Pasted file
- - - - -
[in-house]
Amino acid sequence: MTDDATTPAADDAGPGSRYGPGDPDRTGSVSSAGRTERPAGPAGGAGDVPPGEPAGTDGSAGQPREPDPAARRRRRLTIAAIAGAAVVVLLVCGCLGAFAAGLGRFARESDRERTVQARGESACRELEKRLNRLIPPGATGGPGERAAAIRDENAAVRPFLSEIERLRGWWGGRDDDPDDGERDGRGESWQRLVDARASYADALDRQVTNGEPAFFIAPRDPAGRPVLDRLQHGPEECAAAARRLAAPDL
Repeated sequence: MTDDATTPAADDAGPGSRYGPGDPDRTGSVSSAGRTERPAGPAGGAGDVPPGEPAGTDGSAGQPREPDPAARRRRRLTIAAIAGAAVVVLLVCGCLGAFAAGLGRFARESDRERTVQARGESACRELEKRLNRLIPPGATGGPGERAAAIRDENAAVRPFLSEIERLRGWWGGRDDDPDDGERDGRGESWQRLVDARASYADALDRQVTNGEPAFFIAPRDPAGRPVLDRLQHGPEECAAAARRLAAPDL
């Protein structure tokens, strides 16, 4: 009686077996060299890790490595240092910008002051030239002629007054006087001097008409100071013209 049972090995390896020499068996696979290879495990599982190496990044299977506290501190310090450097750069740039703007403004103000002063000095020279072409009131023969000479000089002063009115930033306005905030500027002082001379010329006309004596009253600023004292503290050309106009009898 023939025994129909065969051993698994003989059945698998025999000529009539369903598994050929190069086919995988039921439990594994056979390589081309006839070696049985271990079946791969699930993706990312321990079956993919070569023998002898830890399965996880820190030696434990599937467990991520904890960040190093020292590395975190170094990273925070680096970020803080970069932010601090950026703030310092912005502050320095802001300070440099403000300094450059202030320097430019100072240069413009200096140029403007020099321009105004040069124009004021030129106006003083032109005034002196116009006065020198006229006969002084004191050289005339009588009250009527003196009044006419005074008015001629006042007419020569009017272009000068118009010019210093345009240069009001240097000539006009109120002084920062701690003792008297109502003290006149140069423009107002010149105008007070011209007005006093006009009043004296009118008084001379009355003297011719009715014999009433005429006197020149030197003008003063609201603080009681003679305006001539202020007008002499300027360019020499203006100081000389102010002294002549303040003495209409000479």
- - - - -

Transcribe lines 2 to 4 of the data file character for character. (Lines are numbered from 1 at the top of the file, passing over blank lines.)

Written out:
Amino acid sequence: MTDDATTPAADDAGPGSRYGPGDPDRTGSVSSAGRTERPAGPAGGAGDVPPGEPAGTDGSAGQPREPDPAARRRRRLTIAAIAGAAVVVLLVCGCLGAFAAGLGRFARESDRERTVQARGESACRELEKRLNRLIPPGATGGPGERAAAIRDENAAVRPFLSEIERLRGWWGGRDDDPDDGERDGRGESWQRLVDARASYADALDRQVTNGEPAFFIAPRDPAGRPVLDRLQHGPEECAAAARRLAAPDL
Repeated sequence: MTDDATTPAADDAGPGSRYGPGDPDRTGSVSSAGRTERPAGPAGGAGDVPPGEPAGTDGSAGQPREPDPAARRRRRLTIAAIAGAAVVVLLVCGCLGAFAAGLGRFARESDRERTVQARGESACRELEKRLNRLIPPGATGGPGERAAAIRDENAAVRPFLSEIERLRGWWGGRDDDPDDGERDGRGESWQRLVDARASYADALDRQVTNGEPAFFIAPRDPAGRPVLDRLQHGPEECAAAARRLAAPDL
């Protein structure tokens, strides 16, 4: 009686077996060299890790490595240092910008002051030239002629007054006087001097008409100071013209 049972090995390896020499068996696979290879495990599982190496990044299977506290501190310090450097750069740039703007403004103000002063000095020279072409009131023969000479000089002063009115930033306005905030500027002082001379010329006309004596009253600023004292503290050309106009009898 023939025994129909065969051993698994003989059945698998025999000529009539369903598994050929190069086919995988039921439990594994056979390589081309006839070696049985271990079946791969699930993706990312321990079956993919070569023998002898830890399965996880820190030696434990599937467990991520904890960040190093020292590395975190170094990273925070680096970020803080970069932010601090950026703030310092912005502050320095802001300070440099403000300094450059202030320097430019100072240069413009200096140029403007020099321009105004040069124009004021030129106006003083032109005034002196116009006065020198006229006969002084004191050289005339009588009250009527003196009044006419005074008015001629006042007419020569009017272009000068118009010019210093345009240069009001240097000539006009109120002084920062701690003792008297109502003290006149140069423009107002010149105008007070011209007005006093006009009043004296009118008084001379009355003297011719009715014999009433005429006197020149030197003008003063609201603080009681003679305006001539202020007008002499300027360019020499203006100081000389102010002294002549303040003495209409000479």